Suffering often surprises Christians—but it shouldn’t. Jesus said, “Blessed are those who have been persecuted for the sake of righteousness, for theirs is the kingdom of heaven. Blessed are you when people insult you and persecute you, and falsely say all kinds of evil against you because of Me. Rejoice and be glad, for your reward in heaven is great; for in the same way they persecuted the prophets who were before you” (Matthew 5:10-12).
Among the seeming paradoxes of the Beatitudes, this one may be the most contradictory to human logic. Persecution and happiness do not seem compatible. Yet, the Lord warned His disciples that, “If the world hates you, you know that it hated Me before it hated you” (John 15:18). He said, “If they persecuted Me, they will also persecute you” (verse 20). And, He told them, “all these things they will do unto you for My name’s sake because they do not know Him who sent Me” (verse 21).
So, exactly how can it be a blessing to be persecuted?
1. Persecution is a blessing because righteousness triggers it.
People are persecuted for many reasons. Sometimes it is because of their ethnicity, race or national origin. Other times persecution comes because of particular bigotry or bias. Some are even treated unjustly just because they are different. But Jesus said the kind of persecution that is blessed by God is that which happens because of Him.
Jesus promised blessing to those who are “persecuted for the sake of righteousness” (Matthew 5:10). The righteous person is the one who is doing what he should, living in a way pleasing to God. He is one who has been made righteous by the gift of God through faith in Christ, and is living right with God and others.
If someone is being persecuted because they are righteous, that is a good testimony. Jesus taught that persecution for righteousness sake was common for the Christian. Paul sent Timothy to the Thessalonians, “to strengthen and encourage you as to your faith so that no one would be disturbed by these destined for this” (1 Thessalonians 3:3). Paul wrote, “we kept telling you in advance that we were going to suffer affliction; and so it came to pass as you know” (verse 4).
Righteousness brings persecution because it can make others look bad by comparison. Jesus said “men loved darkness rather than light because their deeds were evil” (John 3:19). Remember that Jesus was called a glutton, drunkard, and friend of sinners (Matt. 11:19). His enemies accused Him, a man who did nothing but good deeds, of being demon possessed (John 8:48).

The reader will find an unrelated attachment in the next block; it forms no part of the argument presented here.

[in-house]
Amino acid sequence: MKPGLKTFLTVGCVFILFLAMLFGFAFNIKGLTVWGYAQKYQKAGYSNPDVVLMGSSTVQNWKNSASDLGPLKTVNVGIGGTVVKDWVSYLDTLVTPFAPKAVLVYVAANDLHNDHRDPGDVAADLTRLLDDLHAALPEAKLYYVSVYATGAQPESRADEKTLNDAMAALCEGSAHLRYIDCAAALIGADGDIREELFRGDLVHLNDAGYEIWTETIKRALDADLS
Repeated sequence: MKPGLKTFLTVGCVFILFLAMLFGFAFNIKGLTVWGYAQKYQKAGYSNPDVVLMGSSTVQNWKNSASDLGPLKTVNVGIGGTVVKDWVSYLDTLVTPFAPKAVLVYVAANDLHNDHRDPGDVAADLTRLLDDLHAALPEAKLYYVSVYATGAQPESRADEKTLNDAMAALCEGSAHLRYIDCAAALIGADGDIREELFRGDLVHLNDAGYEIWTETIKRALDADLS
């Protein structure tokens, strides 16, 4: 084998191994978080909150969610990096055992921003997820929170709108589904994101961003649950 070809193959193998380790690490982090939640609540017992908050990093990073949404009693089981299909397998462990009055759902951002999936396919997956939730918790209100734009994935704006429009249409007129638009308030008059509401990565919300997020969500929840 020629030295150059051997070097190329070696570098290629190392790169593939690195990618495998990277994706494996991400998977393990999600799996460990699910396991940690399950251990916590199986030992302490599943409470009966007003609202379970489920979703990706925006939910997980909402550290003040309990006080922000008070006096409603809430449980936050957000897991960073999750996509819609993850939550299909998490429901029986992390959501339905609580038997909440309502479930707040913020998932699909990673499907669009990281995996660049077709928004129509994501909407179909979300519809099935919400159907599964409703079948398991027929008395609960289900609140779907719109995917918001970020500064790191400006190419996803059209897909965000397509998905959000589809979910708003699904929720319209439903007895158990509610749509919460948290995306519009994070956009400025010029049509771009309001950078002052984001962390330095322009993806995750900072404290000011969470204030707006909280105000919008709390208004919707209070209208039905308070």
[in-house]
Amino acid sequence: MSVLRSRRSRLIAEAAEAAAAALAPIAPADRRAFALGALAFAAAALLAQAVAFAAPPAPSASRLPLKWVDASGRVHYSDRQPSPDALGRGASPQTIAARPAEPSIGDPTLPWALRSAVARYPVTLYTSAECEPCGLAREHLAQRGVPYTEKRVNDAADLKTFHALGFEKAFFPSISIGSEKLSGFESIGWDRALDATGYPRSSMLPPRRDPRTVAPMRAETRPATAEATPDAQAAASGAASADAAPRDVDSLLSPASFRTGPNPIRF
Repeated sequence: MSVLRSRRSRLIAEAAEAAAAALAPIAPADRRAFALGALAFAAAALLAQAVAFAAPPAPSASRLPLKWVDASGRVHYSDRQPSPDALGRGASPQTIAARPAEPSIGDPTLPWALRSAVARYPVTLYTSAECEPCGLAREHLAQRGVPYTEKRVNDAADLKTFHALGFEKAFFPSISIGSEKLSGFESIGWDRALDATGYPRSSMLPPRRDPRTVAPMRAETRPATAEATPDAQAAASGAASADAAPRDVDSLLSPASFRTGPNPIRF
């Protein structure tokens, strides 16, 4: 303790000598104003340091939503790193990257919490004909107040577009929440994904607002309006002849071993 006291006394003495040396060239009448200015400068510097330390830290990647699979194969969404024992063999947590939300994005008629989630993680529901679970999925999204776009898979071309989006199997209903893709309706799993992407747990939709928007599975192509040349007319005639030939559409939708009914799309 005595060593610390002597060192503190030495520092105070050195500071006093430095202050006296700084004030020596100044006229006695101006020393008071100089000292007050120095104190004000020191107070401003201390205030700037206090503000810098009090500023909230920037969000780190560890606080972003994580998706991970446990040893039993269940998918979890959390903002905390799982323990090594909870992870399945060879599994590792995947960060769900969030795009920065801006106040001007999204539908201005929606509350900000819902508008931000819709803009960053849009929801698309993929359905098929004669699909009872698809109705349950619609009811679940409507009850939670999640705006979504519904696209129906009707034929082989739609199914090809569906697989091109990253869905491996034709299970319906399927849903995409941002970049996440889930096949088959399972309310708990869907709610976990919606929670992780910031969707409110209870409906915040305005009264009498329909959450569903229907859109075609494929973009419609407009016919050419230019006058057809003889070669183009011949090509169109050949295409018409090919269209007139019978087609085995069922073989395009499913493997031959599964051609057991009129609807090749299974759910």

2. Persecution is a blessing because Christ is seen through it.
Jesus said, “Blessed are you when people insult you and persecute you, and falsely say all kinds of evil against you because of Me.” The Christian’s identification with Christ was and is the source of persecution. Intolerance and accusations came against those who were most like Jesus in lifestyle, deeds and words—and that is a good thing. Paul told Timothy, “all that will live godly in Christ Jesus will suffer persecution” (2 Timothy 3:12). Note: It is not just good deeds, but living godly in Christ Jesus that triggers persecution.
Persecution among early believers in the first church came upon followers of Christ, who openly avowed Him and identified with Him. Enemies could not reach Jesus to persecute Him, so they reached out to believers who followed Him and lived like Him.
The apostle Peter clearly identifies reasons for persecution in the early church. If a Christian suffered for wrongdoing, that was considered retribution, not persecution. However, “If you are reviled for the name of Christ, you are blessed, because the Spirit of glory and of God rests on you. Make sure that none of you suffers as a murderer, or thief, or evildoer, or a troublesome meddler; but if anyone suffers as a Christian, he is not to be ashamed, but is to glorify God in this name. (1Peter 4:14-16).
In all reality, the more Christians are like Jesus, the more they will be persecuted. But, this persecution opens a door of testimony: “But even if you should suffer for the sake of righteousness, you are blessed. And do not fear their intimidation, and do not be troubled, but sanctify Christ as Lord in your hearts, always being ready to make a defense to everyone who asks you to give an account for the hope that is in you, yet with gentleness and reverence; (1Peter 3:14-15).
3. Persecution is a blessing because God will reward it.
Jesus promised: “Rejoice and be glad, for your reward in heaven is great; for in the same way they persecuted the prophets who were before you” (Matthew 5:12). Our reaction to persecution should be unrestrained gladness because it brings rewards in heaven later, and identification with Bible heroes now.
John Chrysostom, a fourth century preacher and dynamic man of God, offended Emperor Arcadius by preaching Christ to him. The preacher was summoned before the emperor and was threatened with banishment if he didn’t stop his strong, uncompromising preaching. Chrysostom responded: “Sir, you cannot banish me, for the world is my Father’s house.” The emperor responded: “Then I will slay you,” but the preacher said, “Nay, you cannot, for my life is hid with Christ in God.” Infuriated, the emperor said, “Your treasures will be confiscated” to which the preacher answered: “Sir, that cannot be either, my treasures are in heaven where none can break through and steal.” Finally, frustrated, the emperor yelled, “Then I will drive you from men and you shall have no friends left.” The great preacher said: “That you cannot do either, for I have a friend in heaven who has said ‘I will never leave you nor forsake you.’” In exasperation, John Chrysostom was banished to Armenia, then to an Island in the Black Sea, but died on the way. The things he valued most—no emperor could take from him.
As you face persecution for Christ, may you also “rejoice and be glad, for your reward in heaven is great” (Matthew 5:12).